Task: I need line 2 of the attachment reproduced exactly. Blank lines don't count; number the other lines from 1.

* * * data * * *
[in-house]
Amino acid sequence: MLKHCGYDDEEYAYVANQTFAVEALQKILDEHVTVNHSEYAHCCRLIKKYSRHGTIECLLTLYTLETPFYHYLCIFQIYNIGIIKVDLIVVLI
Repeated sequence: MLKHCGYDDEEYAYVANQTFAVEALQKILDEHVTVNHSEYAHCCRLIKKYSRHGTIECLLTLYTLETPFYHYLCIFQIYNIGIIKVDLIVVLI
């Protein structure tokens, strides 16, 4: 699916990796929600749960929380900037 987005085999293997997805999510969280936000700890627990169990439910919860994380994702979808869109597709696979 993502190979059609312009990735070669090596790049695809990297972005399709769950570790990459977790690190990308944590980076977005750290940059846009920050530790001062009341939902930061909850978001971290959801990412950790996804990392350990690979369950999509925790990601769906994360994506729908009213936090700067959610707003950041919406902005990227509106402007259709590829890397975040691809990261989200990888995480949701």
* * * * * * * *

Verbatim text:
Amino acid sequence: MLKHCGYDDEEYAYVANQTFAVEALQKILDEHVTVNHSEYAHCCRLIKKYSRHGTIECLLTLYTLETPFYHYLCIFQIYNIGIIKVDLIVVLI